The History of The Aughwick Creek Antique Tractor ShowACATS was started in 2003 by Garry D. Love. Garry had a profound adoration for the American Farm Tractor. So, in late 2002, Garry decided to start a tractor show, The Aughwick Creek Antique Tractor Show. After all, he had an almost antique tractor he wanted to show-off. With friends, family, and tractor in-tow, he set out to create a tractor show in his own backyard of Shirleysburg. There was little money and lots of resistance, but as the saying goes, "The show must go on!" After several months of planning and a little arguing, Garry found a sponsor or two and a couple buddies interested in the idea of the show.
The first year's show was nothing more than a group of grumpy old men sitting on their tractors, in an empty field, yelling over the roar of the engines, "My tractor is better than yours!" And so begins The Aughwick Creek Antique Tractor Show.
Unfortunately, over the years, we have lost some of those "grumpy old men", including Garry Love, the founder. Fortunately, through the work of his widow, his three daughters, and several friends, the show "still" goes on every September, rain or shine. Come help us celebrate those grumpy old men's love for tractors. This years show will be held on September 15th, 16th, and 17th of 2017.
|2018||Biggest Year Yet!|
Garry Doran Love, Founder of ACATS
August 19, 1944 to September 4, 2009
Hello, I'm Garry Doran Love; I was born in Shirleysburg, Pennsylvania on August 19th, 1944. My father, Doran Love, hence my middle name, had a few jobs. He worked in Mount Union for East Broad Top at the timber transfer station, worked at the orchards, and then he went back to East Broad Top in the maintenance department, where he mowed along the tracks and replaced railroad ties. My mother, Laura Love, was a stay at home mom raising six children while dad worked. I was the youngest of the six children, Norma, Vena, Audrey, Jay, Janet, and then me. The men were outnumbered in our house, five to three.
Being raised in Shirleysburg had its pros and cons. As children, we could run the streets until late at night, without fear of being harmed. However, there really wasn't anything to do in Shirleysburg. When I was big enough, a teenager, I got a job as a farm hand with Ed Barben. He had a small farm in Shirleysburg, just down the road from our house. Working on the farm and using the equipment got me interested in tractors. First learning to drive the tractor was interesting. After running over several rows of vegetables and that fence, I quickly got the hang of driving and repairing fences.
I graduated from Captain Jack High School, Mt. Union PA – 1962. It was during high school, I met the apple of my eye, Darleen Ruth Banks. We dated and in September of 1964, we were married. Very soon after our wedding, we had our first, second, and final daughter, Kimberly, Glenda, and Wanda. We then moved from the small trailer home to a modest home on Germany Valley Road, where my wife currently lives. After the several years, age 19, I got my second job at Jim McMath's farm, in Germany Valley. I stayed with the McMath's for over 34 years, from 1963 until I retired in 1997. It was during the time with the McMaths, I got interested in showing tractors. Jim had several show tractors, which I helped him restore. After restoration, he would have me transport the tractors to various tractor shows around the area. I started to love the American Farm Tractor.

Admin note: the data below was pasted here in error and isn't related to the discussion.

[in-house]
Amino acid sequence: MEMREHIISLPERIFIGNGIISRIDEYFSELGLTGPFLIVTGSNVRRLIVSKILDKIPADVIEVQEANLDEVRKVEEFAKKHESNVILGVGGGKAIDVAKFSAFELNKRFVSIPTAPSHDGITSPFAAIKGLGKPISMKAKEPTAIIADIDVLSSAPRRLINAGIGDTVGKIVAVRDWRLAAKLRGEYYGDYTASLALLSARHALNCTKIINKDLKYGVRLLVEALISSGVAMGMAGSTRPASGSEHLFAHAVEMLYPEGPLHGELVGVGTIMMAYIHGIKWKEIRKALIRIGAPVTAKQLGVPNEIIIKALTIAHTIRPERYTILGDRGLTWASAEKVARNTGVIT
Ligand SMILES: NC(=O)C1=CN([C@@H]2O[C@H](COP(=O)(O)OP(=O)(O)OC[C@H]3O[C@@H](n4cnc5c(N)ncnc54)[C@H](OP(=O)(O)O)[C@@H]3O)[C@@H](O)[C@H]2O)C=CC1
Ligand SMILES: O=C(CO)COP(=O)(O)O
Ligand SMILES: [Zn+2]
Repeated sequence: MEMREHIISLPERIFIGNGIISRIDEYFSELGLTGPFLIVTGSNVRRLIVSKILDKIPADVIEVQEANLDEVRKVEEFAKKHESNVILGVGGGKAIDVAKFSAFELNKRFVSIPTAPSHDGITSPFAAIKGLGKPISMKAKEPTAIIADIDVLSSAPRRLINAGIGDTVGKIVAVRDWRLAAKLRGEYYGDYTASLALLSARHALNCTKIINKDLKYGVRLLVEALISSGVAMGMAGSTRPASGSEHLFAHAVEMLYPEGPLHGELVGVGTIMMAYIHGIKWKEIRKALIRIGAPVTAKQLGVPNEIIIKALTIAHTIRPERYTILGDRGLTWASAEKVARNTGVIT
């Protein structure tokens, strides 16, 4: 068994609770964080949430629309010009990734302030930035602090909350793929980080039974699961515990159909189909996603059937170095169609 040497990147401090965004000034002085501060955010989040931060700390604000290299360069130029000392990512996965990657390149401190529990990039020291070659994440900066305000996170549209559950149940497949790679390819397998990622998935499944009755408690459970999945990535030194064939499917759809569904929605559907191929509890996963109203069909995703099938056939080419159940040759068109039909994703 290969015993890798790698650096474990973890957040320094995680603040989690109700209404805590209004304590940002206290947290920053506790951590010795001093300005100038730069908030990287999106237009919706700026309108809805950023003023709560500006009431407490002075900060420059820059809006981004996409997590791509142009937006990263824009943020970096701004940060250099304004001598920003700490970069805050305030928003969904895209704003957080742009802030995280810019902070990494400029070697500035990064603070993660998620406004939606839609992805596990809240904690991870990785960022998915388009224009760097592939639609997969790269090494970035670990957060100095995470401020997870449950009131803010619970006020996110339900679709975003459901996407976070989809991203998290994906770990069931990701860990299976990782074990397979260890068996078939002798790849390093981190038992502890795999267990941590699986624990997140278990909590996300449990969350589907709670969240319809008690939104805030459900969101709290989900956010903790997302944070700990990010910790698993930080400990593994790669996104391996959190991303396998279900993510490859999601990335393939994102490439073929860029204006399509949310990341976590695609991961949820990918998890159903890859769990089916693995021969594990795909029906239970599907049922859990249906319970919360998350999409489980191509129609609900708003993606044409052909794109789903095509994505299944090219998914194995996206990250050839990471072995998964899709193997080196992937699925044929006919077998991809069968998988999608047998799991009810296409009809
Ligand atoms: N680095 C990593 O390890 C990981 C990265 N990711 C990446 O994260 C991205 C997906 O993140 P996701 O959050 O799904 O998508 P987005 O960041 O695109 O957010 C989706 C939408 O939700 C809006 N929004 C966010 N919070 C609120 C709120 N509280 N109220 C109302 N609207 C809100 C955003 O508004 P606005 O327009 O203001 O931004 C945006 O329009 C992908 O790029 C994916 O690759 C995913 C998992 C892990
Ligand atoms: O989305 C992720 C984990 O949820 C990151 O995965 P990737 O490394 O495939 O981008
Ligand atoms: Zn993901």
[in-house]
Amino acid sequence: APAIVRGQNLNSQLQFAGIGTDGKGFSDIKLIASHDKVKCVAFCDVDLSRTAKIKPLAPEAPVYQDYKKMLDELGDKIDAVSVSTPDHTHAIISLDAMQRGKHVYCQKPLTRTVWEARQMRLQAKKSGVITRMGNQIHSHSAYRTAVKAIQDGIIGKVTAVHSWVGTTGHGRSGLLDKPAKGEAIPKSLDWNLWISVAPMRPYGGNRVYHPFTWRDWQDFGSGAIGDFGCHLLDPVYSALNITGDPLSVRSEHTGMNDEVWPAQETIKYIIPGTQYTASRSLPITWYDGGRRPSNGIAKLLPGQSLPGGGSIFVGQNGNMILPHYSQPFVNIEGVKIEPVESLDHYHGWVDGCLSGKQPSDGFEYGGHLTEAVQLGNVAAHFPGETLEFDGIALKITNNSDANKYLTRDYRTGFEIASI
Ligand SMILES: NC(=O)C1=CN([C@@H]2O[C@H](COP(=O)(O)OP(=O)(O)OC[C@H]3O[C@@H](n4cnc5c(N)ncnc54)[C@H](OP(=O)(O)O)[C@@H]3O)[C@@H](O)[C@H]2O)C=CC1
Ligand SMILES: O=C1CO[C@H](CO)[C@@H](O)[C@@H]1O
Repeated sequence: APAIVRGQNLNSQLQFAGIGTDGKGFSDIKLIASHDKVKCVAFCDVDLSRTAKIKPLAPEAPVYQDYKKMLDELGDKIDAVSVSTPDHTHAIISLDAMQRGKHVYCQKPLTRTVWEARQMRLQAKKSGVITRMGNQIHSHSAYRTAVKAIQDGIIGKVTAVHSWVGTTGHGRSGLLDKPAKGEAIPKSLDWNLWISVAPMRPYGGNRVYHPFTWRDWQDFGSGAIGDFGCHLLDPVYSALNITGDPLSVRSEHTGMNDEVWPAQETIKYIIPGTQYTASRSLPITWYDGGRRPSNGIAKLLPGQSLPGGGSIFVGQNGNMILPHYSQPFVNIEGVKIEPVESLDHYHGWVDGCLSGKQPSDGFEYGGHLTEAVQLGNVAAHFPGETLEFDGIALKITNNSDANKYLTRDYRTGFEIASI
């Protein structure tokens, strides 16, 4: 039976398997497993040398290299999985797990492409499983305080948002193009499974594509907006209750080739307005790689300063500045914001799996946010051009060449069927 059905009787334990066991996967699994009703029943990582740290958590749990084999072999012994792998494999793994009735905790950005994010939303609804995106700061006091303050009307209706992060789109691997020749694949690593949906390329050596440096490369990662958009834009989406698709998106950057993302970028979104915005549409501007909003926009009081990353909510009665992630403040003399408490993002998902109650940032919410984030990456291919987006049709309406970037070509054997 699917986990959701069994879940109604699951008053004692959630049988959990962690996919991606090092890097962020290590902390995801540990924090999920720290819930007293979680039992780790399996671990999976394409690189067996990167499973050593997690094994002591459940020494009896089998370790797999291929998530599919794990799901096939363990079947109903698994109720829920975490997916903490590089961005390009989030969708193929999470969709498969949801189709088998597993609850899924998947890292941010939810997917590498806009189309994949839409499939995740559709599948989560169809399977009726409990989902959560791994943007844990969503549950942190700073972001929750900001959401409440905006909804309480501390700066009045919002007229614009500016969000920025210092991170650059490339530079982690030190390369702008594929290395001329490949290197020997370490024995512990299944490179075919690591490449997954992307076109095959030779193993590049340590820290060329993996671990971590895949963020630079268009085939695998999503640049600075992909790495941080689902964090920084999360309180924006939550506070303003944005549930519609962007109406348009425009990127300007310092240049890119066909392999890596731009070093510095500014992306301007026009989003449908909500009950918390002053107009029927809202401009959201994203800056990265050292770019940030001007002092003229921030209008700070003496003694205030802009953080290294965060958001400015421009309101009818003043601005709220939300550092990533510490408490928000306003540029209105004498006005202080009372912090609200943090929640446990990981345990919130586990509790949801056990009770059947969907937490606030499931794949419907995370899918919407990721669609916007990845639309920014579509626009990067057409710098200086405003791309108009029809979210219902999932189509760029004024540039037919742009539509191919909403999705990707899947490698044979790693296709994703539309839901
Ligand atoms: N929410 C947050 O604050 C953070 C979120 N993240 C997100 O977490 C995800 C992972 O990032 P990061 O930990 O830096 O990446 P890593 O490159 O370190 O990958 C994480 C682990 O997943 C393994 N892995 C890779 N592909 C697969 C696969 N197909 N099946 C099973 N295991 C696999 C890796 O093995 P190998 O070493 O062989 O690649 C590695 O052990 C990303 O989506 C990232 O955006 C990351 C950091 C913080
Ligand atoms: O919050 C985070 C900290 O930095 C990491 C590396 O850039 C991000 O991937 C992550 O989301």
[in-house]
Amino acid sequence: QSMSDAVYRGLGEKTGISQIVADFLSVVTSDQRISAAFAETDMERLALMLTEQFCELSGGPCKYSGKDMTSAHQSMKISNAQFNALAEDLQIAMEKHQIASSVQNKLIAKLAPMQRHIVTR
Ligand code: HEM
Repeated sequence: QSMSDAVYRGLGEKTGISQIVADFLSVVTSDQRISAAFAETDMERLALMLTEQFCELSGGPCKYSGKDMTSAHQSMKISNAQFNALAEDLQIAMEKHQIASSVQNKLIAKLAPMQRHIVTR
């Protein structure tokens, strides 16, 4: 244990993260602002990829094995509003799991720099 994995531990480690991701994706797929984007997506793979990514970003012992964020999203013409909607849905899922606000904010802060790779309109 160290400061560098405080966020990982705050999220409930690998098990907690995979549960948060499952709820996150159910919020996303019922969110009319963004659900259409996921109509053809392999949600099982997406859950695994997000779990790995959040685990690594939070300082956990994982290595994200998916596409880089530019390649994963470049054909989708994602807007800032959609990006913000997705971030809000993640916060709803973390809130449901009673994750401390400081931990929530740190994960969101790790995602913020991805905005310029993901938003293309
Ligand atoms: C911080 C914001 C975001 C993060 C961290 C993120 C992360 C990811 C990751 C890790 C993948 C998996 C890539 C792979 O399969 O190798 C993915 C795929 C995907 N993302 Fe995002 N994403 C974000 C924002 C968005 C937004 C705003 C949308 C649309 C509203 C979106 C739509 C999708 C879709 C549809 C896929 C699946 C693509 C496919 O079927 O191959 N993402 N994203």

In 1994, it happened! My daughter, Kim, my wife, and I bought our first show tractor. It was our pet project to restore our 1953 Oliver 77 Row Crop Diesel Tractor. I love all tractors, but the Oliver is my favorite. After nine grueling months and too much money, the Oliver was ready to show. I didn't really like having to drive my pristine Oliver all over the state, so I decided to start my own show. In 1996, I did just that, I started a show in Shade Gap, Pennsylvania. For five years the show was held at the Shade Gap Picnic Grounds. Then I moved it to Orbisonia's Home Coming Grounds, in Rockhill, Pennsylvania for two years, from 2001 through 2002. We moved again for seven years to the Aughwick Center, outside of Shirleysburg, Pennsylvania, from 2003 to 2009. It was the Aughwick Show that gave the tractor show its current name, The Aughwick Creek Antique Tractor Show.
In 2009, I was taken by a brain tumor. Luckily, I have a loving wife and three very loving and tolerant daughters who continue my legacy and host the Aughwick Creek Antique Tractor Show, with the help of a few of my friends and the Fort Shirley Lions Club. With everyone's help, the show will be in its tenth year. Yes, we moved it again. The show is now held at the Old School House Grounds in Shirleysburg, Pennsylvania. So, join us, in our celebration of the farm tractor, every September in Shirleysburg, Pennsylvania. Bring your favorite tractor, your family and friends for a weekend of fun and frivolity. See you there!
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